Sands of Destruction could be the Nintendo DS RPG too look out for in 2010.
Being the RPG fan that I am, a big surprise for me at GameX this year was the opportunity to play Sands of Destruction. Tucked in the corner of Sega’s booth were a couple of Nintendo DS systems showing off the Imageepoch developed RPG, which was a nice treat. Sands of Destruction has been on my radar since it was in development for release in Japan under the name World Destruction. The game has taken some time to make the trek to North America, having hit Japanese stores over a year ago, but is now set for release in early 2010.
The game’s original Japanese title gives you an idea of a major plot element. The human population in Sands has been completely enslaved by an anthropomorphic feral race. As is par for the course, a rebel organization has formed to take down the ferals, but not in a way typically seen in the past. Calling themselves the World Annihilation Front, this rebel human group wants to completely destroy the world rather than to liberate it. This might be taking things a little too far, but makes for a stimulating premise nonetheless.
Sands of Destruction focuses on Kyrie, a male character that mysteriously has the power to destroy the world. How’s that for a coincidence? Kyrie receives the attention of the World Annihilation Front for this reason, and becomes involved with the fate of what is to be. At the start of the game though, he’s still just a dude out to collect some mushrooms, as he was when I got a chance to control him.
These mushrooms don’t come easy, residing in a dangerous cave that is located right by the edge of Kyrie’s hometown, so collecting them gave me a chance to get the hang of the game’s controls and its battle system. Why the townspeople haven’t cleared the cave out of monsters already considering its close proximity to their children, I can’t say, but I was happy to traverse it to get my kill on. Sands‘ environments look pretty good, and I’m happy to see that Imageepoch chose to use 2D sprites for the character models rather than the super-deformed 3D models that are typical with DS RPGs. The environments are still in 3D, and the camera can be rotated to all angles. A map displayed on the DS’s other screen, even while in dungeons, also makes exploration easier.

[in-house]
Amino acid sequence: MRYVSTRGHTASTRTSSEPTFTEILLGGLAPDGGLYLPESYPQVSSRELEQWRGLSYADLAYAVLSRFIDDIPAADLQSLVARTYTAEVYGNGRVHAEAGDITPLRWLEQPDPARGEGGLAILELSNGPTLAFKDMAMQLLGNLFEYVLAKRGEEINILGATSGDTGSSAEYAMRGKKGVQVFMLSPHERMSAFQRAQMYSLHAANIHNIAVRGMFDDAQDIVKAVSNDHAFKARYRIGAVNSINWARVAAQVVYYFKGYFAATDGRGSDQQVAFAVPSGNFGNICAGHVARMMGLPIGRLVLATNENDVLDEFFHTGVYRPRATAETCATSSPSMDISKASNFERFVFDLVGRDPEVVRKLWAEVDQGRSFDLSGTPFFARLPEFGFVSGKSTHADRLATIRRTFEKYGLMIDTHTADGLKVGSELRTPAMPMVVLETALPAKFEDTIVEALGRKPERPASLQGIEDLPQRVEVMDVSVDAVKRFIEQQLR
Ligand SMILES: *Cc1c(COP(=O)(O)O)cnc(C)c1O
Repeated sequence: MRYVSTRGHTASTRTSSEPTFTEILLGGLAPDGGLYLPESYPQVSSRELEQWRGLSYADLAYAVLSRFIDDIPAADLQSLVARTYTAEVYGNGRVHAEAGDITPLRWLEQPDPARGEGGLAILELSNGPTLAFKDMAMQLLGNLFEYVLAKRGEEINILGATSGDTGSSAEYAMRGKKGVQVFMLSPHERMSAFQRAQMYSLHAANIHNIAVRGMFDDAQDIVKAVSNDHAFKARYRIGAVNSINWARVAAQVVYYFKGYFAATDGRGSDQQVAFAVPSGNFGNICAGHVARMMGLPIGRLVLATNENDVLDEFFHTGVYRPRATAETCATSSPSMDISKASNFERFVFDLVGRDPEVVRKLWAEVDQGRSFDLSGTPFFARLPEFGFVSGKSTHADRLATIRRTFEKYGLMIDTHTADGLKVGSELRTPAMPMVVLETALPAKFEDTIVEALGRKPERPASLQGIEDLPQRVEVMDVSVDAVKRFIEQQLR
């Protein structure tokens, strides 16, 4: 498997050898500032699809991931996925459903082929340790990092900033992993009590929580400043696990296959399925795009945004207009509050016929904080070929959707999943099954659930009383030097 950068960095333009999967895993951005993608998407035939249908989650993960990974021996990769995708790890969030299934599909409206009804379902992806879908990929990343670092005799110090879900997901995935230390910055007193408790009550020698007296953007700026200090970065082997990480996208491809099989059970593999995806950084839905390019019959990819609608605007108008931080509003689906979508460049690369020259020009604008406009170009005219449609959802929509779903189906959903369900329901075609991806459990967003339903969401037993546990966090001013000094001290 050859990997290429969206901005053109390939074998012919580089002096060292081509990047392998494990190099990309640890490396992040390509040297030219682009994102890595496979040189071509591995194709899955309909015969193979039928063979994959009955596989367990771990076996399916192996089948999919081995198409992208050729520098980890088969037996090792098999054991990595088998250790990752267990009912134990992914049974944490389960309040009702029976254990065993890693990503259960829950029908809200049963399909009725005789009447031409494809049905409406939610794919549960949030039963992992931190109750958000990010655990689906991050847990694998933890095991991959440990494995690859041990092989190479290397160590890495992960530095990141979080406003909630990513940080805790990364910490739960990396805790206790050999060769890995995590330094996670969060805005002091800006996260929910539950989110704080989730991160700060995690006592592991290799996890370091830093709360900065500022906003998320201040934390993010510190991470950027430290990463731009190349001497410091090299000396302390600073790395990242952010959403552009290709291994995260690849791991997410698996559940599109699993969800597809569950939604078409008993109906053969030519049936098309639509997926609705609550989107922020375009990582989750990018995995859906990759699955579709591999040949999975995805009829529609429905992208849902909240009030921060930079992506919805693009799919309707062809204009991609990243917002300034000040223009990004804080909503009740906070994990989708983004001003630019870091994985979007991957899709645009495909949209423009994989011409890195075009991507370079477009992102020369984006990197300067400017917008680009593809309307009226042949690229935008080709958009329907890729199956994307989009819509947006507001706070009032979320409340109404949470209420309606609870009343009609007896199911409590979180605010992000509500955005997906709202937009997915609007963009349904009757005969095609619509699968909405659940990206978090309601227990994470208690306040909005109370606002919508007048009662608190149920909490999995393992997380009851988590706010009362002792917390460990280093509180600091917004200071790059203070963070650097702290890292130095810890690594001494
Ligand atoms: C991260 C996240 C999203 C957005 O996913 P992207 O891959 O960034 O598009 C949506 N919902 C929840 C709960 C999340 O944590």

Battles move quickly, which is important for a Japanese style RPG as there are likely to be a lot of them. Sands‘ random encounters use a turn-based combat system, though it is somewhat action oriented. Each character can perform a certain amount of actions per turn, and can rack up combos in this way by using multiple kinds of attacks. Kyrie was able to use a powerful attack by pressing X, or an attack that seemed weaker but would hit two times by pressing Y. He also had the ability to use blood skills, those that harm enemies, and life skills, those that heal or help friendly characters. Upon using certain attacks, Kyrie would cause a status effect on an enemy or gain a chance to perform an extra action. These attacks can also be customized, increasing their power or accuracy, by using customization points gained after each battle. Quips, vocal exclamations that provide bonuses, add even further depth to Sands of Destruction‘s battle system, though I cannot speak on their merits first-hand as I did not get a chance to experience their effects.
Battles are two-screen affairs, with flying enemies sometimes located on the upper screen, and ground-based enemies on the lower screen. This apparently plays into battle somehow later, though it didn’t have a major effect other than graphically during my playtime. I expected the first boss, a sandworm, to extend to the upper screen at one point, but I either defeated him too quickly or two-screen bosses don’t come until later. After defeating it, I collected my mushrooms, made my way out of the cave, and my playtime was over.
Sadly, I did not get a chance to meet Sands of Destruction‘s pirate bear character, but that will just give me something to look forward to when I pickup the game once it is released. Even after a short time playing, I can tell that Sands is a serious game to keep an eye on for RPG fans. Battles are quick and easy, but with enough possible depth and customization to remain interesting. The graphics also look good enough, and the game’s story could go to some interesting places. For those interested, Sands‘ soundtrack was composed by Yasunori Mitsuda, who worked on Chrono Trigger, Chrono Cross, and Xenogears, to name a few. Though I doubt that Sands of Destruction‘s ending will show a cutscene of the world exploding, I am intrigued to see if that is a possibility.